Katy ISD use of taser on special needs student drawing heavy fire

Watching a teenager on the wrong end of 50,000 volts is a difficult thing to see and hear.

As FOX 26 was the first to report, it happened to Jevon Washington, an intellectually challenged student at Katy ISD's Mayde Creek High School.

The controversial Taser takedown by a KISD Resource Officer happened less than 30 seconds after an agitated Jevon tried to leave his school building after being bullied by classmates.

"Big kid. I got tired of wrestling with him." The words of officer Elvin Paley who, along with Katy ISD, has been named in a Federal Civil Rights lawsuit.

A FOX 26 review of Paley's body cam footage revealed the officer deployed his Taser even though Jevon Washington broke no law.

"You have any charges on him?" asks a KISD Police supervisor.

"I don't have any charges on him," answers Paley.

Legal analyst Chris Tritico has reviewed the body cam video for FOX 26.

"The use of force was never necessary here because if the officer had just left him alone all that would have happened was that a young man would have gone outside," said Tritico.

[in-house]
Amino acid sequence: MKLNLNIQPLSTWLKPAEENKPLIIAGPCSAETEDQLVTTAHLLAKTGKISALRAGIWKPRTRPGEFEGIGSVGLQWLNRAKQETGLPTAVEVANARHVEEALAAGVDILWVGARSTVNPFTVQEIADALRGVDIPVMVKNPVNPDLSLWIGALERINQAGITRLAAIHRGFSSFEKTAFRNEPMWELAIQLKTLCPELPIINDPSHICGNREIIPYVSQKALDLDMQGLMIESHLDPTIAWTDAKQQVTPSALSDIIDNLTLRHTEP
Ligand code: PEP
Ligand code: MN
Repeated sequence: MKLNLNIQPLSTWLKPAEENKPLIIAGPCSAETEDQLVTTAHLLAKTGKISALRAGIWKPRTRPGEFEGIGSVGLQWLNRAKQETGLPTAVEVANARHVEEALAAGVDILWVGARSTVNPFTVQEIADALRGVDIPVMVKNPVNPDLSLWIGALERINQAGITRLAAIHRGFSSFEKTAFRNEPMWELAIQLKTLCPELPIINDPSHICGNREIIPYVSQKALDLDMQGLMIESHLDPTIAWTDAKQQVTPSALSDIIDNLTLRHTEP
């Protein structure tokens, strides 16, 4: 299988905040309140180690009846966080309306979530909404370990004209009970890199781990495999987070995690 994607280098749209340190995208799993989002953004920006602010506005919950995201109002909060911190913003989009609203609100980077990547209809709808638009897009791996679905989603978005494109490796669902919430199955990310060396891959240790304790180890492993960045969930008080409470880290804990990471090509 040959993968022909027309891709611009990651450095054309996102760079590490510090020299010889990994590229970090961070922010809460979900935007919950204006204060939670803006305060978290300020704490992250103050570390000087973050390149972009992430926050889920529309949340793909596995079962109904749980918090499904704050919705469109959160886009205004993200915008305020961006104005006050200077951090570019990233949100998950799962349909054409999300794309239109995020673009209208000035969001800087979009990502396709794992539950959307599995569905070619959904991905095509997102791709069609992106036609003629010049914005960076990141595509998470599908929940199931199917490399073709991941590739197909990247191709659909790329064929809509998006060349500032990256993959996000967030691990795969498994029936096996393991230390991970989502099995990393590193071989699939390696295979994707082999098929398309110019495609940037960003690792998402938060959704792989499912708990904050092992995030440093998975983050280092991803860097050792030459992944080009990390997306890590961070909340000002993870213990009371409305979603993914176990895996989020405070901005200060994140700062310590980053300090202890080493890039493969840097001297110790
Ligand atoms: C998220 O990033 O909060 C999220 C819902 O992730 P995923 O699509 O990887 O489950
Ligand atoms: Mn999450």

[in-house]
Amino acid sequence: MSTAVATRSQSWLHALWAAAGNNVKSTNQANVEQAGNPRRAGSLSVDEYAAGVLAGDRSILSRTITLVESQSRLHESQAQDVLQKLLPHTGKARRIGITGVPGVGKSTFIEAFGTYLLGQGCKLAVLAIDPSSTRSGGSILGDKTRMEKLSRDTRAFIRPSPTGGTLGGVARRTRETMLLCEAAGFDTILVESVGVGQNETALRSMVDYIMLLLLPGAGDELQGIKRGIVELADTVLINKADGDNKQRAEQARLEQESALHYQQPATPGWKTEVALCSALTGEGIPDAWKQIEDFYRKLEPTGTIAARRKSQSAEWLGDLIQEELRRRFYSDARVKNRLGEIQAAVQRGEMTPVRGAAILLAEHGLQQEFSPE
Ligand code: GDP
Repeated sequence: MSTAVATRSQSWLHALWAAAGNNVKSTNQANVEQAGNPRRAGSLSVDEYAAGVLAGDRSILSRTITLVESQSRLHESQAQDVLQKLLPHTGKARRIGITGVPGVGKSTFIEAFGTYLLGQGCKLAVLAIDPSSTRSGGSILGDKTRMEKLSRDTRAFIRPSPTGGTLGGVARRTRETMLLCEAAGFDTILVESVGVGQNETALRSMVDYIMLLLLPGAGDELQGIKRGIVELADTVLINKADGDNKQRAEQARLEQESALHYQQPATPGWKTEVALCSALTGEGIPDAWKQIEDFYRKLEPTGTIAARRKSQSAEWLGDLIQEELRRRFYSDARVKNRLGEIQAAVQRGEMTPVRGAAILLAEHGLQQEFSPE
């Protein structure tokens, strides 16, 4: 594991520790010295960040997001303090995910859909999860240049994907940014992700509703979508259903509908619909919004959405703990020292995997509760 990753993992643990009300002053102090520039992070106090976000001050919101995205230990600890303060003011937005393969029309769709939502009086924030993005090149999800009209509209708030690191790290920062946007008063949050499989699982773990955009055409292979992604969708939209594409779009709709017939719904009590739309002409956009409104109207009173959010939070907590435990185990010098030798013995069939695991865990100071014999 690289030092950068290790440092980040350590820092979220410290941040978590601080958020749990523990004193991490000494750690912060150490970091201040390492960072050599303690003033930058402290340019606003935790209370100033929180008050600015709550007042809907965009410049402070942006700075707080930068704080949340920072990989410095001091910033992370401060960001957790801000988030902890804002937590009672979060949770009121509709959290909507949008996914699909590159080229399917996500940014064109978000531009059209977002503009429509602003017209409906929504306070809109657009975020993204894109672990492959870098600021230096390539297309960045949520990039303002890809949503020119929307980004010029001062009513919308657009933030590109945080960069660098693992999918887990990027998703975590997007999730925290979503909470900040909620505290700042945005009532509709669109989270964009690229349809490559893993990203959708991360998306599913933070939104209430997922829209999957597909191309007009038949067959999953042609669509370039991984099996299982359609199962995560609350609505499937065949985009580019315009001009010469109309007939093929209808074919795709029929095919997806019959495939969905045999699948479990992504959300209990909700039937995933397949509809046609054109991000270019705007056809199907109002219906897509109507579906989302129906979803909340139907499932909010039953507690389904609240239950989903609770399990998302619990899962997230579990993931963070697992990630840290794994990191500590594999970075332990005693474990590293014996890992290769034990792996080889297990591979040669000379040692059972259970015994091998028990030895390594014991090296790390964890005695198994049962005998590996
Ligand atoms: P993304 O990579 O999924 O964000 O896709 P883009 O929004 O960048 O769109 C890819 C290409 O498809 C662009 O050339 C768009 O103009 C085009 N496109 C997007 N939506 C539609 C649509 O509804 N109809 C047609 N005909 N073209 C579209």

Citing the capacity of Tasers to cause occasional "cardiac arrest" the American Civil Liberties Union and others have unsuccessfully sought a ban on Tasers in Texas public schools.

In the wake of the latest potentially life-threatening take down of a disabled teen, student advocates have tempered their outrage with a call for training.

"It's training, training, training. I think that this officer either didn't use his training or didn't have enough training. This guy has given Katy ISD a black eye that they did not need," said Dr. Bob Sanborn of Children at Risk.

"They don't have the adequate training to deal with this population. This kid has been traumatized. Yea, he's on a second grade level, but he has fears, he has feelings like everyone else," said Special Needs Advocate Louis Geigerman.

In the meantime, Jevon's mother is praying her family's ordeal will force cops on campus to think twice before forcing other mentally challenged children to "ride their lightening".

"My son is sitting there on the concrete in duress. That could have been my last time, my last moment to see him. My son," said Lori Washington.

Katy ISD again declined to offer comment, citing the pending lawsuit.